Statistical analysis of voters' opinions presents slightly different picture of election
Lynn Vavreck is writing a book about the 2012 election, and to do it, she'd conducting a series of 1,000 person polls every week till Election Day. From that research, she's unearthed a great deal of information that challenges the conventional wisdom about the election.
Campaign season is full of statements about values, priorities and other things that are hard to quantify.
But what sort of picture of the political climate would you get if you looked at it through the lenses of statistics and mathematical analysis?
Lynn Vavreck, a professor of political science at UCLA, and author of the upcoming book “The Gamble,” found that undecided voters aren’t waiting for a major campaign event to make up their minds, that the economy may be helping President Barack Obama more than we think and that Mitt Romney’s candidacy was never in doubt.
In general, Vavreck found that undecided voters are a little less interested in politics, a little less likely to be an ideologue and a little less partisan. But most of them are actually partisans, she said. In fact, only 30 percent of undecided voters call themselves independents who don't lean one way or another.
Vavreck's data comes from 1,000-person surveys collected every week from Jan. 1 to Election Day. It's collected online and then Vavreck and her co-author, John Sides, analyze it immediately, though the book isn't expected to come out until next summer.
In terms of independents, though, the data that's come in shows they really aren't so different from other voters — at least not in what matters to them and enables them to choose a candidate. Rather, they're just not in such a hurry.
"They're just making up their minds a little later. They're not aliens. They're not really different from the rest of the people who are making up their minds early," she said.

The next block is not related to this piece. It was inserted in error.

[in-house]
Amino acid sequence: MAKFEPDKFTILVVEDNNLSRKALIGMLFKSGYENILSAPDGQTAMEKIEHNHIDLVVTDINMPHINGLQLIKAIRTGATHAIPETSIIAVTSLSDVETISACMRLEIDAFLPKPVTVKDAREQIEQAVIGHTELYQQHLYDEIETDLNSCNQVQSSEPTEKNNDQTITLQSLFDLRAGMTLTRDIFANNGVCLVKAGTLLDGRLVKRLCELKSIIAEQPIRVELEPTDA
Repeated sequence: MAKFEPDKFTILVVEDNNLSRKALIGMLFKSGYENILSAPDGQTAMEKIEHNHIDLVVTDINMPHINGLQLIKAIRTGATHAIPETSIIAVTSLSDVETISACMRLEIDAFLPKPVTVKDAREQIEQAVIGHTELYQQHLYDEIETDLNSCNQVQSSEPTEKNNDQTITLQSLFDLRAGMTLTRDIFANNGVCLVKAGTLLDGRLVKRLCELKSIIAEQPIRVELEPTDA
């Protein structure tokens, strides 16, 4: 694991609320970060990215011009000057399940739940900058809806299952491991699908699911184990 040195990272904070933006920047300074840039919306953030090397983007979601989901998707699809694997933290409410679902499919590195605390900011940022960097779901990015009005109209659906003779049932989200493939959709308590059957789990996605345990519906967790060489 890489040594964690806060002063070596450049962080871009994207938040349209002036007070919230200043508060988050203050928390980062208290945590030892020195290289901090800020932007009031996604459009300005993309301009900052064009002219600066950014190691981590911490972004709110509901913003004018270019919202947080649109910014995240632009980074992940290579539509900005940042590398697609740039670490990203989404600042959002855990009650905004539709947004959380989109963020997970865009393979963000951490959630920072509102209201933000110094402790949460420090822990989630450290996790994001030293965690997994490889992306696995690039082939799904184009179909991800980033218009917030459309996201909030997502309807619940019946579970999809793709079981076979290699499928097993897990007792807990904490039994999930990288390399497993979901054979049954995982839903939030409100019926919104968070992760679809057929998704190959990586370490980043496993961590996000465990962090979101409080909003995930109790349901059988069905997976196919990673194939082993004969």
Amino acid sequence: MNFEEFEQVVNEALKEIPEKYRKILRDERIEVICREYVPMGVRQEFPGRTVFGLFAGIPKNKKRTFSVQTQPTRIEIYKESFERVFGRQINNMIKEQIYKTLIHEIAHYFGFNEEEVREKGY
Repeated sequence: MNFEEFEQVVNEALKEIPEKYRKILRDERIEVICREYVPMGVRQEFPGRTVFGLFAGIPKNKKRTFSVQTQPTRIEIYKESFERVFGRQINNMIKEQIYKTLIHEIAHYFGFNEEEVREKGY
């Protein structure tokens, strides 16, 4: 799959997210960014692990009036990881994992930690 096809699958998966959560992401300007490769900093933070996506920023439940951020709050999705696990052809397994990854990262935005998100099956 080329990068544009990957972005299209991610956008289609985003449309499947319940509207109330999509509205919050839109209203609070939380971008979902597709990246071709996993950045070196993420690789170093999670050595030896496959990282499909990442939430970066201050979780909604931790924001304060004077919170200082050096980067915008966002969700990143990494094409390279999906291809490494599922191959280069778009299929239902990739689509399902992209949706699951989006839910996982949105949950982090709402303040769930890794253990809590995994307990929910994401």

But just because they're deciding last, Vavreck said, it doesn't mean they're really a major deciding factor in elections.
"The way that the 'decided' voters have broken is really what's fundamental to the outcome of the election," she said. "Purely in terms of the timeline, these undecided voters are going to matter. But I think it's just a little bit of a cheap shot to say they are the critical part because they're deciding last."
Vavreck has been sharing that and other data analysis on a blog, which has allowed her to get instant feedback that she can incorporate in her book, she said.
One of the most interesting things Vavreck said she's learned so far is that Obama is more popular among voters then his economy would predict.
"If we look at the last 60 years of elections and we look at the economies incumbent presidents had, ... we see (Obama) outperforming his economy," she said. "Our prediction is that Obama is advantaged by the economy. People seem to forget the economy is growing. It's growing slowly, but it is growing. Incumbent presidents in growing economies, even very slowly, are very hard to beat."
"Here and Now", from WBUR in Boston, is an essential midday news magazine for those who want the latest news and expanded conversation on today's hot-button topics.